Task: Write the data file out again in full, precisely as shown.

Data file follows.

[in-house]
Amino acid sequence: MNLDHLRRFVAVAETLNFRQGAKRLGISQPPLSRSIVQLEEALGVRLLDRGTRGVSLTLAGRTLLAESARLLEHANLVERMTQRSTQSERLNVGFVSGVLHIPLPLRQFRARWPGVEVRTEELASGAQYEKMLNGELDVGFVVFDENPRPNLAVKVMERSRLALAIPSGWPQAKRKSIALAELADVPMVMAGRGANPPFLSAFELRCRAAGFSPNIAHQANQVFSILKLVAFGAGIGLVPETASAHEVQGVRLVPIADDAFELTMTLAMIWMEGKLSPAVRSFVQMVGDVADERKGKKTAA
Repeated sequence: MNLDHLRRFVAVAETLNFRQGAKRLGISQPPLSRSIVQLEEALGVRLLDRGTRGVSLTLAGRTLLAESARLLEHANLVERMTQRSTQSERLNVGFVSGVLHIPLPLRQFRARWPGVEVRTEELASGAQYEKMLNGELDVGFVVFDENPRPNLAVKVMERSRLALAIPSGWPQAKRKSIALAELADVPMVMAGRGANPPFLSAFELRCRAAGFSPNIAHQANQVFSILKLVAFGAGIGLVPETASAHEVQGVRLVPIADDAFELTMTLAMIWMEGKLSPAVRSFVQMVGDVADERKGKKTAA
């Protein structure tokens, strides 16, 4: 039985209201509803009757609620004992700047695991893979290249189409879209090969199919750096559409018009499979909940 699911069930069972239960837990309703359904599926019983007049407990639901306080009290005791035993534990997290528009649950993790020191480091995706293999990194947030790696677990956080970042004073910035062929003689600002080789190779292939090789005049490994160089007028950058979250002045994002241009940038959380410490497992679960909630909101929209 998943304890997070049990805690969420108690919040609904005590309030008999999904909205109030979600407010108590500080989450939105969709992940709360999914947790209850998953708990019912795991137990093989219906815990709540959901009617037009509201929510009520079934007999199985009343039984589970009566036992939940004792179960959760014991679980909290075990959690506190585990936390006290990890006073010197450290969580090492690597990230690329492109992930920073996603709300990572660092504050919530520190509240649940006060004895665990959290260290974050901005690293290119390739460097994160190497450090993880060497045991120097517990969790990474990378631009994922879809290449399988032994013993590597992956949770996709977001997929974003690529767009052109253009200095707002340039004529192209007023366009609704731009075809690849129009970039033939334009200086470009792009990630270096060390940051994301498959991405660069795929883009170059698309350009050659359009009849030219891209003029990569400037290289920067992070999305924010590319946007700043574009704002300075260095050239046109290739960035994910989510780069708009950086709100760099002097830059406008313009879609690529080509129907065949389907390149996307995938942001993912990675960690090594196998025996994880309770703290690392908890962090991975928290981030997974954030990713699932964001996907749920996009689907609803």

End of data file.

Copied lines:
[in-house]
Amino acid sequence: MNLDHLRRFVAVAETLNFRQGAKRLGISQPPLSRSIVQLEEALGVRLLDRGTRGVSLTLAGRTLLAESARLLEHANLVERMTQRSTQSERLNVGFVSGVLHIPLPLRQFRARWPGVEVRTEELASGAQYEKMLNGELDVGFVVFDENPRPNLAVKVMERSRLALAIPSGWPQAKRKSIALAELADVPMVMAGRGANPPFLSAFELRCRAAGFSPNIAHQANQVFSILKLVAFGAGIGLVPETASAHEVQGVRLVPIADDAFELTMTLAMIWMEGKLSPAVRSFVQMVGDVADERKGKKTAA
Repeated sequence: MNLDHLRRFVAVAETLNFRQGAKRLGISQPPLSRSIVQLEEALGVRLLDRGTRGVSLTLAGRTLLAESARLLEHANLVERMTQRSTQSERLNVGFVSGVLHIPLPLRQFRARWPGVEVRTEELASGAQYEKMLNGELDVGFVVFDENPRPNLAVKVMERSRLALAIPSGWPQAKRKSIALAELADVPMVMAGRGANPPFLSAFELRCRAAGFSPNIAHQANQVFSILKLVAFGAGIGLVPETASAHEVQGVRLVPIADDAFELTMTLAMIWMEGKLSPAVRSFVQMVGDVADERKGKKTAA
């Protein structure tokens, strides 16, 4: 039985209201509803009757609620004992700047695991893979290249189409879209090969199919750096559409018009499979909940 699911069930069972239960837990309703359904599926019983007049407990639901306080009290005791035993534990997290528009649950993790020191480091995706293999990194947030790696677990956080970042004073910035062929003689600002080789190779292939090789005049490994160089007028950058979250002045994002241009940038959380410490497992679960909630909101929209 998943304890997070049990805690969420108690919040609904005590309030008999999904909205109030979600407010108590500080989450939105969709992940709360999914947790209850998953708990019912795991137990093989219906815990709540959901009617037009509201929510009520079934007999199985009343039984589970009566036992939940004792179960959760014991679980909290075990959690506190585990936390006290990890006073010197450290969580090492690597990230690329492109992930920073996603709300990572660092504050919530520190509240649940006060004895665990959290260290974050901005690293290119390739460097994160190497450090993880060497045991120097517990969790990474990378631009994922879809290449399988032994013993590597992956949770996709977001997929974003690529767009052109253009200095707002340039004529192209007023366009609704731009075809690849129009970039033939334009200086470009792009990630270096060390940051994301498959991405660069795929883009170059698309350009050659359009009849030219891209003029990569400037290289920067992070999305924010590319946007700043574009704002300075260095050239046109290739960035994910989510780069708009950086709100760099002097830059406008313009879609690529080509129907065949389907390149996307995938942001993912990675960690090594196998025996994880309770703290690392908890962090991975928290981030997974954030990713699932964001996907749920996009689907609803």